At EILEEN FISHER, Ampersand Means There’s More to the Story

At EILEEN FISHER, Ampersand Means There's More to the Story

EILEEN FISHER has developed a multi-level approach to sustainability, involving changes big and small — from using more conscious materials and investing in renewable energy to innovative recycling programs.

Ever since starting her company in 1984, Eileen Fisher has been focused on simplicity, beauty and systems-thinking applied to fashion. The line started with four basic shapes and quickly expanded to a whopping eight pieces — featuring beautiful colors, great fabrics, shapes and proportions that worked together. Today, EILEEN FISHER employs 900 people and has 58 stores across the US, Canada and the UK.


Environmental initiatives are a major priority for the company, which has developed an impressive multilevel approach involving changes big and small, including developing eco materials and supporting renewable energy to recycling clothing. “It’s a commitment to our belief in honoring the earth and its connection to our well being,” Fisher states. “By seeking the best practices throughout the lifecycle of our products, we are creating healthier environments for farmers, supply chain workers and future generations.”


As part of that environmental push, the brand’s Ampersand collection consists of pieces that are sustainably made either in a domestic factory, by artisans, or using Fair Trade and organic materials. Whenever you see an Ampersand on the label, that means there is a sustainability story behind that garment.


The commitment to a healthy work environment starts right in the corporate offices in Irvington, New York, where cubicles have been replaced with open work areas that inspire collaboration and ample natural light shines through the windows. Happy workers are important on the home front, but no more so than in the factories that produce the clothing. EILEEN FISHER’s Social Consciousness team is dedicated to keeping track of human rights issues at the label’s factories — there are seven in China, one in India, three in New York and a few others around the globe — ensuring that real life conditions meet SA8000 workplace standards.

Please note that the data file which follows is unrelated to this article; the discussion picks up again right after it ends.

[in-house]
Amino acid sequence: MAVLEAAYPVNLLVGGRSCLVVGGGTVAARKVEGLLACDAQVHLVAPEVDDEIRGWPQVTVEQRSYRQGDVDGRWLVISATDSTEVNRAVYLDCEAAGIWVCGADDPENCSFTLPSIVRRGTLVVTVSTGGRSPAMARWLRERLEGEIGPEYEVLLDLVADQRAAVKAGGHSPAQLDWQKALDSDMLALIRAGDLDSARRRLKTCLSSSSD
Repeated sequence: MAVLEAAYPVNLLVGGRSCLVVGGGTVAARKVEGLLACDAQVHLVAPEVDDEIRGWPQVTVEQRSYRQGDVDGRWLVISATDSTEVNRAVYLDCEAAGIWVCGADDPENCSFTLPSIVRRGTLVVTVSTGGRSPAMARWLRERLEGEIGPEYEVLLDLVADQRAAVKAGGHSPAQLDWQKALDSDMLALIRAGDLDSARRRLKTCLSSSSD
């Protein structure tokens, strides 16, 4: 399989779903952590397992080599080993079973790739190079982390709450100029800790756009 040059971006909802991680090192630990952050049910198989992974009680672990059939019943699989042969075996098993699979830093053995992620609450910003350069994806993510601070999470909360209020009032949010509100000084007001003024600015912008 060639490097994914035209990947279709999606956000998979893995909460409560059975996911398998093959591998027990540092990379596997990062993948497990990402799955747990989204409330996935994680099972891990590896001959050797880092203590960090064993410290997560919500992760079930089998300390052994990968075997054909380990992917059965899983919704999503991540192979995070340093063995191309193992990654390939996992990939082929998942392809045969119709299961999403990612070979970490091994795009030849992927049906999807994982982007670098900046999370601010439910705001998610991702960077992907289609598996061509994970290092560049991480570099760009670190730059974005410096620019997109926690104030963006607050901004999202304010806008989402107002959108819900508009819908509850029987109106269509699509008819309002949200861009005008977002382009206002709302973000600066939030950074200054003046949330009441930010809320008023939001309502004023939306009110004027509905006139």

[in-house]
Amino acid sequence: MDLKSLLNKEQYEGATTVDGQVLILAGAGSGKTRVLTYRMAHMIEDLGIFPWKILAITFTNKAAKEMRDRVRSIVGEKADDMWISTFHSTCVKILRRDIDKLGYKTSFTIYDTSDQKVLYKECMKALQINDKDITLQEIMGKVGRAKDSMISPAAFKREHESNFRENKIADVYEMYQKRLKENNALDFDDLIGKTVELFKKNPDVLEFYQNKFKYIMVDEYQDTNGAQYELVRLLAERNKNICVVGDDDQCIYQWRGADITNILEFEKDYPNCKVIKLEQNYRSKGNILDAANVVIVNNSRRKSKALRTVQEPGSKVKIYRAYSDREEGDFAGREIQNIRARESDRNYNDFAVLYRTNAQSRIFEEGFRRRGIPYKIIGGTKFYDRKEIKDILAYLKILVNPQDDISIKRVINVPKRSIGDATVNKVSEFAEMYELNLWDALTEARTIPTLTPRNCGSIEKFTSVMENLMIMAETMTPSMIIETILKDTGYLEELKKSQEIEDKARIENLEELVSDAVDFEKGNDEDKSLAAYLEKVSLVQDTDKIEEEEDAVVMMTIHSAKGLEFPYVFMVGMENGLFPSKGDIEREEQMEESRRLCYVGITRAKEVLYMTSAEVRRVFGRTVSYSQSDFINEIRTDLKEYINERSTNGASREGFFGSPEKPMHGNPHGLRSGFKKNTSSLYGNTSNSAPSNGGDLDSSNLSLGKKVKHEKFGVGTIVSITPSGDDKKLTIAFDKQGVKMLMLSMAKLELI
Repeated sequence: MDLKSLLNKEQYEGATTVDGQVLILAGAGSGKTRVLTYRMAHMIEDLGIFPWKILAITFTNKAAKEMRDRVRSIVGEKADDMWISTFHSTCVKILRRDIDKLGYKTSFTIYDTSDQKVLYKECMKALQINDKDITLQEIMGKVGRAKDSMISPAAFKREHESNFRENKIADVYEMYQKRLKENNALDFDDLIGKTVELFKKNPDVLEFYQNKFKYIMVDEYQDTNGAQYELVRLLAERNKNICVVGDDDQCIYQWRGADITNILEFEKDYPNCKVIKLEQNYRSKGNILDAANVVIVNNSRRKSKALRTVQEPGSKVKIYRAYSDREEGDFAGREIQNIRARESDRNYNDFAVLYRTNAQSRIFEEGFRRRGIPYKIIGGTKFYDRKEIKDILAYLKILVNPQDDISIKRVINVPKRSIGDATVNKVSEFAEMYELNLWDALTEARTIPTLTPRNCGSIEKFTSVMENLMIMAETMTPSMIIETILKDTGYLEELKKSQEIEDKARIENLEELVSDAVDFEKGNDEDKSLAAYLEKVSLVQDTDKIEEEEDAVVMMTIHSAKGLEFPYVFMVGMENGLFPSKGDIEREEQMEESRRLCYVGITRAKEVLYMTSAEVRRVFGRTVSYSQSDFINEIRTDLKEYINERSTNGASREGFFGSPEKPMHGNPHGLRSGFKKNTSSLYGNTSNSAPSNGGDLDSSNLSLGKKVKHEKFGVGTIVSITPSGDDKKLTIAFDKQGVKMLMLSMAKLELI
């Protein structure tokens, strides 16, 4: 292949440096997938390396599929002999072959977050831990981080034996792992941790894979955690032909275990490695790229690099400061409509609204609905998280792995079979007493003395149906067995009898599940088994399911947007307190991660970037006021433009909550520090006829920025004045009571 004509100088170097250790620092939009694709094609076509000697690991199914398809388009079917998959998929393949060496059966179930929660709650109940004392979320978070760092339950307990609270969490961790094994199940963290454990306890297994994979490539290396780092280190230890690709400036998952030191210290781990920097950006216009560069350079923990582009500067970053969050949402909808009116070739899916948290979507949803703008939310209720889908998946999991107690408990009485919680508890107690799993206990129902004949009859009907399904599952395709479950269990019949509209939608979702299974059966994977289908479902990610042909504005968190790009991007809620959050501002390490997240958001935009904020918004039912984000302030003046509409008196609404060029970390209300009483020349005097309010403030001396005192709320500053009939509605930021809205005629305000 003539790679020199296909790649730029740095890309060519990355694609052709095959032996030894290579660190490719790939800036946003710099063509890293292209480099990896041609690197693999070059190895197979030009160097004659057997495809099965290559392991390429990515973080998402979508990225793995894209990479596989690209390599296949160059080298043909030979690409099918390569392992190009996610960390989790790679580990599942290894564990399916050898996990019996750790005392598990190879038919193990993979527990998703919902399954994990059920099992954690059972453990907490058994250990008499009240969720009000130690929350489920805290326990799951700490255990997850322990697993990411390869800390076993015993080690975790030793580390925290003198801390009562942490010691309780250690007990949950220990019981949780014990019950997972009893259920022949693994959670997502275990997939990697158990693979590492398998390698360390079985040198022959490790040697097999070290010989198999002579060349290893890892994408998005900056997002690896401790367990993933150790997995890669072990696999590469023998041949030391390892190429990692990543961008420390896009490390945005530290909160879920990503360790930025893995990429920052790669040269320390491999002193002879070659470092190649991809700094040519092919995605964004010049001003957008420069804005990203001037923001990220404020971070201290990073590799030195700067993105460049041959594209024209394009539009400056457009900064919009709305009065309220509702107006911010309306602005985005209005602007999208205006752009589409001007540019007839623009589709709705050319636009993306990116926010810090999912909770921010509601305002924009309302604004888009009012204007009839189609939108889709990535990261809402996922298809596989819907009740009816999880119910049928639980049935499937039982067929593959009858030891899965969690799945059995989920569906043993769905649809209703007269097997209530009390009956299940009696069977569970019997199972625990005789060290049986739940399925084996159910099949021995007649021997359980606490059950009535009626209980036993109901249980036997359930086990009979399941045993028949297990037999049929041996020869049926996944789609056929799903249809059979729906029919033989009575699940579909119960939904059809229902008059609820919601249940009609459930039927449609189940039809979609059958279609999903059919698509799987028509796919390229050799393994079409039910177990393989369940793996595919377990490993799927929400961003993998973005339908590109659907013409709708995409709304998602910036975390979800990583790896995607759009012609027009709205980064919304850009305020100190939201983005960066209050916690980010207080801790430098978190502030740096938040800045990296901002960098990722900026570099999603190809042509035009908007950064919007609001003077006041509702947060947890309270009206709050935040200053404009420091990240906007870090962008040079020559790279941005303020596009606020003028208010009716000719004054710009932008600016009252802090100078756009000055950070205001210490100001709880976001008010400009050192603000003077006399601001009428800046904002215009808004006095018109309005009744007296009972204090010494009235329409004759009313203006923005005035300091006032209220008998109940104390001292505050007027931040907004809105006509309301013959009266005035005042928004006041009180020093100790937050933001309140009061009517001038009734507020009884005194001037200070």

The label also emphasizes long-term relationships with suppliers, giving them further incentive to deal with problems in the factories. “I’ve come to realize that we are unusual in the industry,” says the Social Consciousness Team’s Luna Lee. “Many brands shift suppliers all the time.”

EILEEN FISHER factory worker

Although frequent audits are necessary, they are not perfect (as we’ve seen in the far too many deadly tragedies in overseas factories lately). EILEEN FISHER aims toward building factory rights from the ground up by training workers to be aware of and exercise their rights in vulnerable situations. Ten years ago, the brand began working with Verité, a nonprofit specializing in human rights, to hold workshops for workers at three China factories. “The first year was rocky,” says Amy Hall, EF’s director of Social Consciousness. “Managers were highly skeptical about letting Verité into their factories. Appointments were made and cancelled repeatedly. But once the trainings began, the workers began asking for them and we instituted separate ones for managers. We’ve expanded to all seven of our Chinese factories.”

Bobby Ahn, one of EILEEN FISHER's domestic denim manufacturers
Bobby Ahn, one of EILEEN FISHER’s domestic denim manufacturers

As part of a push for domestic production, EILEEN FISHER manufactures all jeans in the United States — 80 percent in Los Angeles and the rest in New York City. On the label’s Ampersand site, you can read about Bobby Ahn, the owner of an LA denim factory, who drives a plug-in Prius, eats organic food and has a family story that mirrors the ups and downs of the US garment industry.


The benefit of not following trends–something Fisher has never done, is that the garments never go out of style. Recognizing this, the brand launched its first GREEN EILEEN store in 1997, reselling gently worn clothing. Today, there are four stores, where you can find everything from archive pieces like a knit motorcycle jacket to simple tees. The proceeds, which have added up to $1.3 million in the last three years, are all donated to nonprofits that work toward empowering women and girls.

EILEEN FISHER introduced this piece  in 1997. It’s not available today, although you might find one at GREEN EILEEN.
EILEEN FISHER introduced this piece in 1997. It’s not available today, although you might find one at GREEN EILEEN.

In April (for Earth Month), EILEEN FISHER announced the start of their new GREEN EILEEN Collection Program, a recycled clothing initiative of the EILEEN FISHER Community Foundation whose proceeds will support women and girls. Bring back your gently worn EILEEN FISHER clothing to one of the company’s stores and receive a tax receipt and $5 in Recycling Rewards to spend at any EILEEN FISHER store or at

Funnel-neck top, originally from 2002, still looking good ten years later. It’s paired here with a straight skirt introduced in 1997.
Funnel-neck top, originally from 2002, still looking good ten years later. It’s paired here with a straight skirt introduced in 1997.

It’s not easy for an established company to implement sustainability initiatives across the board. It’s never perfect right away, but the important thing is that things move in the right direction. EILEEN FISHER shows us a multitude of ways it can be done.

Images courtesy of EILEEN FISHER

Johanna Björk

Johanna is a sustainable fashion writer currently based in Ojai, CA. Read her weekly On Trend column to learn what's new in eco fashion.